Alerts, announcements and information from The Nation.
Just what we needed. The flamboyant Joe Arpaio, Sheriff of Maricopa County (the Phoenix area), will now have his deputies start arresting illegal immigrants.
More precisely, Sheriff Joe is deploying his volunteer -- and fully armed -- posse to do the job.
The detentions will be made under a new and controversial law that the Sheriff says renders the undocumented guilty of smuggling themselves illegally into the county.
Arpaio has been making headlines for the last decade: first by locking up his prisoners in a primitive tent city; then by issuing them pink underwear, striped uniforms and green-colored bologna sandwiches.
When I interviewed him a handful of years ago he got angry with me when I referred to him as only the meanest Sheriff in the country. He slammed his desk and corrected me saying, "I'm the damned meanest Sheriff in the world!"
That same night I went out on patrol with some of his then newly-formed volunteer posse members. They drove fully-equipped police cruisers, purchased with their own funds. They wore uniforms identical to sworn deputies and carried new Glock 9mm pistols. The unit I went out with -- led by the-then GOP County Chairman-- ran down and cornered a couple of vice suspects in the parking lot of a seedy motel. With drawn guns pointed at them by the volunteer posse, the "suspects" identified themselves as undercover agents working with the Phoenix Police Department.
Now the posse is going to be out hunting illegal aliens. Heaven help us.
If the confusion and miserable performance that has resulted from the Republicans' Prescription Drug giveaway to the HMO's and insurance companies wasn't enough to demonstrate the private sector's incapacity to meet our medical needs, then check out this horrifying investigative report by the Los Angeles Times.
Kaiser Permanente forced more than 1500 patients awaiting kidney transplants to transfer "to a new transplant center run by Kaiser itself -- the first ever opened by the nation's largest HMO."
The patients were moved from established programs into its "fledgling program" in San Francisco with "a waiting list [that] ranked among the longest in the country…. The patients didn't know it, but their odds of getting a kidney had plummeted."
The numbers tell much of the story: in the first year, "Kaiser performed only 56 transplants, while twice that many people on the waiting list died…. In each of the two years before Kaiser opened its program, UC San Francisco and UC Davis medical centers together performed at least 168 transplants on Kaiser patients."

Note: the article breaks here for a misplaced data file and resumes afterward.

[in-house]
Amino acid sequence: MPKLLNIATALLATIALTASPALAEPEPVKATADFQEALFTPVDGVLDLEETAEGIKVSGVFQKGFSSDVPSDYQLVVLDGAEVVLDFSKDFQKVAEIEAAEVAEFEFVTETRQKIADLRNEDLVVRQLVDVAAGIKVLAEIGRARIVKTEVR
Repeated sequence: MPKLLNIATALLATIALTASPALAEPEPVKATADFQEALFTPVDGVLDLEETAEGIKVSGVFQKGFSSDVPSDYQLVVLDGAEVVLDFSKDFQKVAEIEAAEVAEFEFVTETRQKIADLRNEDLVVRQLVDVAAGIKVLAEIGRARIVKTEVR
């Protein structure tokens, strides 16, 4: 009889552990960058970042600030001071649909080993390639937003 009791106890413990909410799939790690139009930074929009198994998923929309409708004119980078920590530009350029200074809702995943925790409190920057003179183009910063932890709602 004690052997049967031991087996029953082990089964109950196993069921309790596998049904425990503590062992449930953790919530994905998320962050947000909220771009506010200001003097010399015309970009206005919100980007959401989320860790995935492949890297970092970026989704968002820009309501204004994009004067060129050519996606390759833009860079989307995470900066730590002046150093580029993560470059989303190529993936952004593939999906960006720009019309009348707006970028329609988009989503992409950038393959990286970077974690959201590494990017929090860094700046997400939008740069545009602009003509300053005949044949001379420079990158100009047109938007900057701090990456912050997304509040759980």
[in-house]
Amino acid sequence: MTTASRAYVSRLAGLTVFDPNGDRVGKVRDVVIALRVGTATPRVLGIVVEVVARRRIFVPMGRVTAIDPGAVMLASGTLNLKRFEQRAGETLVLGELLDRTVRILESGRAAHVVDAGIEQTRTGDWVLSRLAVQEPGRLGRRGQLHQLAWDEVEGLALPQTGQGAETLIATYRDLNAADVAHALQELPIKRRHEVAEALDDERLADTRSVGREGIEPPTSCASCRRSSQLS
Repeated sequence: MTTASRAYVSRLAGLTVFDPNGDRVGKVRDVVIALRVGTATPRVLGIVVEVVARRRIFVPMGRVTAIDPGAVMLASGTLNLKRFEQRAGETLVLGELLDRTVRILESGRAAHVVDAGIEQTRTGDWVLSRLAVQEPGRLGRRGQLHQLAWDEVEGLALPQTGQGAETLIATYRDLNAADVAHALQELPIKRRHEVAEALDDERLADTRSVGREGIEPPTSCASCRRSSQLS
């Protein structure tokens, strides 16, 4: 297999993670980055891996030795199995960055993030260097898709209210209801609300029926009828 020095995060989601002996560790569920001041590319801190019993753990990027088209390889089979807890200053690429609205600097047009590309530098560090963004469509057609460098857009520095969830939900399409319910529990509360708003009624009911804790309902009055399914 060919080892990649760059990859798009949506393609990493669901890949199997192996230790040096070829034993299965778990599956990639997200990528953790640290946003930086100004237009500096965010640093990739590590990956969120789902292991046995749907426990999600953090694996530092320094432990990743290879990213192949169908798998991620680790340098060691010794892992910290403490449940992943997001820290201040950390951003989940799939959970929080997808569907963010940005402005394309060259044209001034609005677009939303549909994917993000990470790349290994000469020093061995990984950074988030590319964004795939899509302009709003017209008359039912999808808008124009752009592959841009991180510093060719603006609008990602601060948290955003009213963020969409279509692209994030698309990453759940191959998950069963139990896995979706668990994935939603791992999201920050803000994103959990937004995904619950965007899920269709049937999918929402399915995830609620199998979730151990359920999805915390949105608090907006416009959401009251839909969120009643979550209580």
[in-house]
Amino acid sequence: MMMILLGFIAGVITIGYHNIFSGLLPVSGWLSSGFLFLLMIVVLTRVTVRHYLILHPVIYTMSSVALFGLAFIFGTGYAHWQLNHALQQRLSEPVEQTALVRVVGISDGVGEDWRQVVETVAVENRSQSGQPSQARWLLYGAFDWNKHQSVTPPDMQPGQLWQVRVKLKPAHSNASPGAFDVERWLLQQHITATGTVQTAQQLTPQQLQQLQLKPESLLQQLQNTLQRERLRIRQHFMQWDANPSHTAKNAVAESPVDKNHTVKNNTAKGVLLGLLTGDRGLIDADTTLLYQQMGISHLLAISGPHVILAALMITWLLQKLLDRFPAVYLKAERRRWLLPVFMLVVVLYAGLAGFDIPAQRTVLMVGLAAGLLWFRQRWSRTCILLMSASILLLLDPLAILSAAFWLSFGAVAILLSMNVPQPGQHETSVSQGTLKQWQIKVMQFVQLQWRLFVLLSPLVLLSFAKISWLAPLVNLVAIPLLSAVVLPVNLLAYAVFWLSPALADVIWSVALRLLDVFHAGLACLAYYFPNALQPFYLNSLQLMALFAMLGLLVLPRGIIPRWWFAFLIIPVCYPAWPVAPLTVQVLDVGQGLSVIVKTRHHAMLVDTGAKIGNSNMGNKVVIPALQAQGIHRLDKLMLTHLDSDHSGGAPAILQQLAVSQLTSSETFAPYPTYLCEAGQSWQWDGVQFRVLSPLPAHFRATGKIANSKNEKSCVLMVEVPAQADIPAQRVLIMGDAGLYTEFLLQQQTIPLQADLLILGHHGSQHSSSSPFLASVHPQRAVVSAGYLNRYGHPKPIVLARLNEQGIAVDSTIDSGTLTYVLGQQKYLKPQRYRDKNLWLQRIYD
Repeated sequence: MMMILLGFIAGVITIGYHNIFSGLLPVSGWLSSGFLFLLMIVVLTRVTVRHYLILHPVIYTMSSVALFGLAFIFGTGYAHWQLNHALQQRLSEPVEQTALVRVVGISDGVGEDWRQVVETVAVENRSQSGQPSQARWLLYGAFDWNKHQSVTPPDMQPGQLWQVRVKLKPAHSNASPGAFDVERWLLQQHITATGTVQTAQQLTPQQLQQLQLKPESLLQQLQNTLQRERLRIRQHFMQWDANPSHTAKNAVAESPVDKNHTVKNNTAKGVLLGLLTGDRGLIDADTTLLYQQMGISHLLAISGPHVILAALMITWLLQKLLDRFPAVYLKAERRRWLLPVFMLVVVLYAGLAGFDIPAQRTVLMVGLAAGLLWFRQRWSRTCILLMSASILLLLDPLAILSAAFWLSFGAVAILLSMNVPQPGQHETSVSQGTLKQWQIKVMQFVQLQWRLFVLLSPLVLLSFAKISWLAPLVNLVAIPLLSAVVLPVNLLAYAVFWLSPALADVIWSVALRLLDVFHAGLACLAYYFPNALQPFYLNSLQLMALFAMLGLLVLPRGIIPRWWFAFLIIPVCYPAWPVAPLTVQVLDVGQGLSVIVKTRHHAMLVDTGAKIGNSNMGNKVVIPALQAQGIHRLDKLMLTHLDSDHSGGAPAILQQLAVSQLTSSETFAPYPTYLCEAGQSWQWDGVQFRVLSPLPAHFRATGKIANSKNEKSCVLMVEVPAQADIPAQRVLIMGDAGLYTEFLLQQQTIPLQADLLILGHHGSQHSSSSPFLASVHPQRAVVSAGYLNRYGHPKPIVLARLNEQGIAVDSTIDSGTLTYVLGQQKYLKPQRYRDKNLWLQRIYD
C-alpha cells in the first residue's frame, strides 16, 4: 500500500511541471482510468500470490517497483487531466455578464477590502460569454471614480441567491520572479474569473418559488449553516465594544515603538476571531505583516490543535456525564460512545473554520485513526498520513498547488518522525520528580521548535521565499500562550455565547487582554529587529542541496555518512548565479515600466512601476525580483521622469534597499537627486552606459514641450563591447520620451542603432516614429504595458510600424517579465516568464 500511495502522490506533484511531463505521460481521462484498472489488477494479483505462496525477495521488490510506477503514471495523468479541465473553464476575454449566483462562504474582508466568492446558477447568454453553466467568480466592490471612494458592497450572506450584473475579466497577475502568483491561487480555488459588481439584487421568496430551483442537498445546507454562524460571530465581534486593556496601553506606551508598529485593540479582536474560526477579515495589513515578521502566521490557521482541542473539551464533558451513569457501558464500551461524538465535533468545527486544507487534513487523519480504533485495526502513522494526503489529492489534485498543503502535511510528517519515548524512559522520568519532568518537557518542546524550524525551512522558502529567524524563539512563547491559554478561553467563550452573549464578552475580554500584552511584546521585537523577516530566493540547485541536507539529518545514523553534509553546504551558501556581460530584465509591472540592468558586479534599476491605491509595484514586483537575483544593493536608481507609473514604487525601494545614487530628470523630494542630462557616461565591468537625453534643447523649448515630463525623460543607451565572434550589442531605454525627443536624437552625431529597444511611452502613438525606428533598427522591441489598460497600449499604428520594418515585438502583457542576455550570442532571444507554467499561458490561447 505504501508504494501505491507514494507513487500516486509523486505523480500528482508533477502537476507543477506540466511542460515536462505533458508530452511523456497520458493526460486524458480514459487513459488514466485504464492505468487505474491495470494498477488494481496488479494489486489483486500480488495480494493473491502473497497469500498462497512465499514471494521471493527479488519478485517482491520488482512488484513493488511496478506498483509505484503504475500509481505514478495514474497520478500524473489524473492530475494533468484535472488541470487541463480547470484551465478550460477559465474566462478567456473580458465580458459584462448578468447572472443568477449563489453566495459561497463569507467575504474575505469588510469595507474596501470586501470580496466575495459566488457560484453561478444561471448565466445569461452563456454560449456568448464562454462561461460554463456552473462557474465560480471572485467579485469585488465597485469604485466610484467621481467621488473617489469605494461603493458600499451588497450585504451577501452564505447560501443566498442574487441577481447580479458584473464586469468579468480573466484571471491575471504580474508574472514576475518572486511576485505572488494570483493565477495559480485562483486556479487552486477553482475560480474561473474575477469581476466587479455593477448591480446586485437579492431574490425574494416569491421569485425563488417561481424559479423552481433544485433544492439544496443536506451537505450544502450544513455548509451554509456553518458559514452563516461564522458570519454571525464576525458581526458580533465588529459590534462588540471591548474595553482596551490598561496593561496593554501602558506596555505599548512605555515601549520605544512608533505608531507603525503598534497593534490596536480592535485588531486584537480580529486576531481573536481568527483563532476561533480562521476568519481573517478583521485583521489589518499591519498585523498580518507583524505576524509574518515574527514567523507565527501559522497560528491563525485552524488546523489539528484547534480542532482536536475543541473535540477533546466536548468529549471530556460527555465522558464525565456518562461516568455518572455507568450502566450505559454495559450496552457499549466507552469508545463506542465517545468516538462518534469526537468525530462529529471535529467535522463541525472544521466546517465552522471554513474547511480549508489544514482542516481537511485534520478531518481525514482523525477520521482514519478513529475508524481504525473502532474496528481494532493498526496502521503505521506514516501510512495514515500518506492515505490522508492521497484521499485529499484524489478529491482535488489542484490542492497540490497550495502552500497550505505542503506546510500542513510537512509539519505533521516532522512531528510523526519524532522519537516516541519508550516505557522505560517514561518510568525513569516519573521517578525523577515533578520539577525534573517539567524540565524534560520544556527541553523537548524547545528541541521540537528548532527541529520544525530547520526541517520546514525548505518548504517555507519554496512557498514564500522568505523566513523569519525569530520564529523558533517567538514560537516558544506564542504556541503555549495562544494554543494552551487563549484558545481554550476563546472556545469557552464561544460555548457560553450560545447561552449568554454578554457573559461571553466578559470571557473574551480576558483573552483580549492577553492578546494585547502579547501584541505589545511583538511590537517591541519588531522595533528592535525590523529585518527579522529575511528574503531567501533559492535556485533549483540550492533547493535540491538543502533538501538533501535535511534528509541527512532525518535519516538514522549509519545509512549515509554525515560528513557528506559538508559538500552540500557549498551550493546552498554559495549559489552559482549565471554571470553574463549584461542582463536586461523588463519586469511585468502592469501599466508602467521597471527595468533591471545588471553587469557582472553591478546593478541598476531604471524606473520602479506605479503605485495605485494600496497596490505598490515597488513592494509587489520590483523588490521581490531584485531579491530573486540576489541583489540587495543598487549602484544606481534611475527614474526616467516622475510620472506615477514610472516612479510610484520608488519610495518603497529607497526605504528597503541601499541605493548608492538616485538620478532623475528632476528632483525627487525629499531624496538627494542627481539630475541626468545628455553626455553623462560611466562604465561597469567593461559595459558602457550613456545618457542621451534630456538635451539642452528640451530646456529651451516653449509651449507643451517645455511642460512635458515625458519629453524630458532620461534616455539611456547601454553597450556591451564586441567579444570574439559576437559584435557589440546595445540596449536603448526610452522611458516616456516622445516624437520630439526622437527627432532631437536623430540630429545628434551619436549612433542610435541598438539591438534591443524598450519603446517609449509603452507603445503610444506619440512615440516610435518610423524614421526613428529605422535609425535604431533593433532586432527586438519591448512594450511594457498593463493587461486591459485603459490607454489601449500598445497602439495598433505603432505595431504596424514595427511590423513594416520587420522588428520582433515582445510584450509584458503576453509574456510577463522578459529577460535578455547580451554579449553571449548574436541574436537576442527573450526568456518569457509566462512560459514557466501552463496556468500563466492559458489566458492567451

In hundreds of cases Kaiser neglected to record the amount of time patients had already spent on waiting lists at other hospitals. Consequently, many were wrongly placed at the bottom of the new waiting list – even if a patient was close to receiving a transplant at a previous hospital.
Dr. Stephen Tomlanovich, medical director of UC San Francisco's renal transplant service, has tried repeatedly--"by phone, fax and e-mail"--to contact Kaiser about 220 patients who have not been credited with time already spent on its waiting list. He also noted that Kaiser representatives denied 25 patients "the chance for new kidneys that were nearly perfectly matched" because the company would not authorize UC San Francisco to do the transplants. To make matters worse, Kaiser failed to do the paperwork necessary to transfer those same patients into its own program--the patients were "stranded."
67 patients formerly treated by UC Davis inherited another setback due to the transfer: organs are allocated regionally, and the waiting time in the concentrated San Francisco area is nearly double that of the Sacramento area.
The financial motive for Kaiser's decision is readily apparent. "The San Francisco hospital's open-heart surgery program was shrinking as less-invasive procedures became more popular. Kaiser was left with unused beds and operating rooms."
"The timing was perfect," according to Dr. Bruce Blumberg, the chief physician at Kaiser's main San Francisco hospital.
Aside from the statistics on patient care, the personnel records are also revealing: "10 permanent employees have quit or been fired out of a staff of 22."